The tenancy and property maintenance management functions of government be outsourced to expert private sector providers to ensure maximum efficiencies are achieved.

Accepted

The Government accepts the recommendation but notes that a final approach is subject to the outcomes of a current review being undertaken by the Department of Housing and Public Works.

48

The Government adopts a consistent rental rate policy with a uniform set of criteria to be applied across all Government residential properties. 

Accepted

The Government accepts that the current approach adopted across departments is inconsistent.  On this basis, it has initiated a body of work to develop options to transition to a consistent rent policy.

49

The operation and management of the remaining five major stadiums currently undertaken by Stadiums Queensland be outsourced to the non-government sector where it is cost-effective to do so.

Accepted in principle

The Government accepts this recommendation and notes that cost-effective outsourcing of the five major stadiums is also currently being considered as part of a broader review which will inform the Government's final position.

C3 Budget Management Framework

50

A Charter of Budget Accountability (along similar lines to the Australian Government's Charter of Budget Honesty) be legislated to formalise the Government's commitment to strong fiscal management, accountability and transparency, with the Charter to include:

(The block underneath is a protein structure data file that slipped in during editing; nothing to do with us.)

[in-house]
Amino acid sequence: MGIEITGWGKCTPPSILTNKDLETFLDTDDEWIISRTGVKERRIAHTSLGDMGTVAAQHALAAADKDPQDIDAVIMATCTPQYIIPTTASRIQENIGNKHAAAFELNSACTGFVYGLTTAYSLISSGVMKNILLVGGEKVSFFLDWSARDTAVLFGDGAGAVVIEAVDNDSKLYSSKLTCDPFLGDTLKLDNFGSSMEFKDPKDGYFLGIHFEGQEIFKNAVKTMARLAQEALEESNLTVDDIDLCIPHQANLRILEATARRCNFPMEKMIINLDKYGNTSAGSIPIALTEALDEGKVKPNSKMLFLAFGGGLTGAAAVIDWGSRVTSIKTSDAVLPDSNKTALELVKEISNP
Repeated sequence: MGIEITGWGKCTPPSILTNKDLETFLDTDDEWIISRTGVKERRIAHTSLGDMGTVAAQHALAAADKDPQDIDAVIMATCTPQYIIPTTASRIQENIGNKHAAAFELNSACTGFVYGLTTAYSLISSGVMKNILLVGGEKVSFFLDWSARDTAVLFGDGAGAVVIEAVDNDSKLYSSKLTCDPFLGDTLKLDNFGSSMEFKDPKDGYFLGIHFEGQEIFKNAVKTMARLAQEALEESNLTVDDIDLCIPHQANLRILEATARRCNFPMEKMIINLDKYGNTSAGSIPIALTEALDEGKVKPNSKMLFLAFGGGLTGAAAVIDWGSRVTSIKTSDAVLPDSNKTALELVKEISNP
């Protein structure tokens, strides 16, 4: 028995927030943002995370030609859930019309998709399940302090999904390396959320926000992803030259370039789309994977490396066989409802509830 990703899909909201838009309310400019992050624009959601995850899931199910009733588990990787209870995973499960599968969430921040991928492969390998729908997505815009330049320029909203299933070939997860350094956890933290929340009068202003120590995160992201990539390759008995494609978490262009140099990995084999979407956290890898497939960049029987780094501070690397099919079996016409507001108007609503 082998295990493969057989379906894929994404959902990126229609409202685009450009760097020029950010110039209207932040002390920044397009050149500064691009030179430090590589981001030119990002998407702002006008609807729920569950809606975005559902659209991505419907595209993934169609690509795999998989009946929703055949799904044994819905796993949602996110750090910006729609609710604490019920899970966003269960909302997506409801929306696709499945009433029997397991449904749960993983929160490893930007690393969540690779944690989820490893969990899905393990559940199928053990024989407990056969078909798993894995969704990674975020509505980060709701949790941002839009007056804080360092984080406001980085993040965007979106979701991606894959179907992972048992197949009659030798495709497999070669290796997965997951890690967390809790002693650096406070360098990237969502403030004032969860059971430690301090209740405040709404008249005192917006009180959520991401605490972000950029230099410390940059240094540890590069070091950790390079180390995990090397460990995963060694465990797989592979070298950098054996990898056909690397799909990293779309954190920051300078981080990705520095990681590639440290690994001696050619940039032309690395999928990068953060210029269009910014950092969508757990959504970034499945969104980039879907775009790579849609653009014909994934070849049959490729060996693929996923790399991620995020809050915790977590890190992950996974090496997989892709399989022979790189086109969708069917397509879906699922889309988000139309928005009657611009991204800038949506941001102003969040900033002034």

• the Government's fiscal objectives
  • a new budget planning and review framework
  • minimum content requirements for improved financial reporting in budget and related documents
  • a requirement for the publication of a pre-election budget update.
Accepted

The Government accepts this recommendation for development of a Charter of Budget Accountability to enhance fiscal management, accountability and transparency, and notes that the specific content of the Charter will need to be developed following an assessment of similar legislation in other jurisdictions to determine the model best suited to Queensland's circumstances.  This response is of particular importance if the Government is to avoid falling back into the perilous fiscal situation that it inherited in 2012.

51

The Financial Accountability Act 2009 be amended to provide for:

  • all government revenues to be paid into the Consolidated Fund, to be appropriated by Parliament to fund operational and capital expenses of departments
  • a revised appropriation process by which Parliament approves a total expense limit for agencies, including a limit for employee expenses
  • a new Supplementary Appropriation Bill to require government to seek Parliamentary approval for additional expenses in the year in which they are to be incurred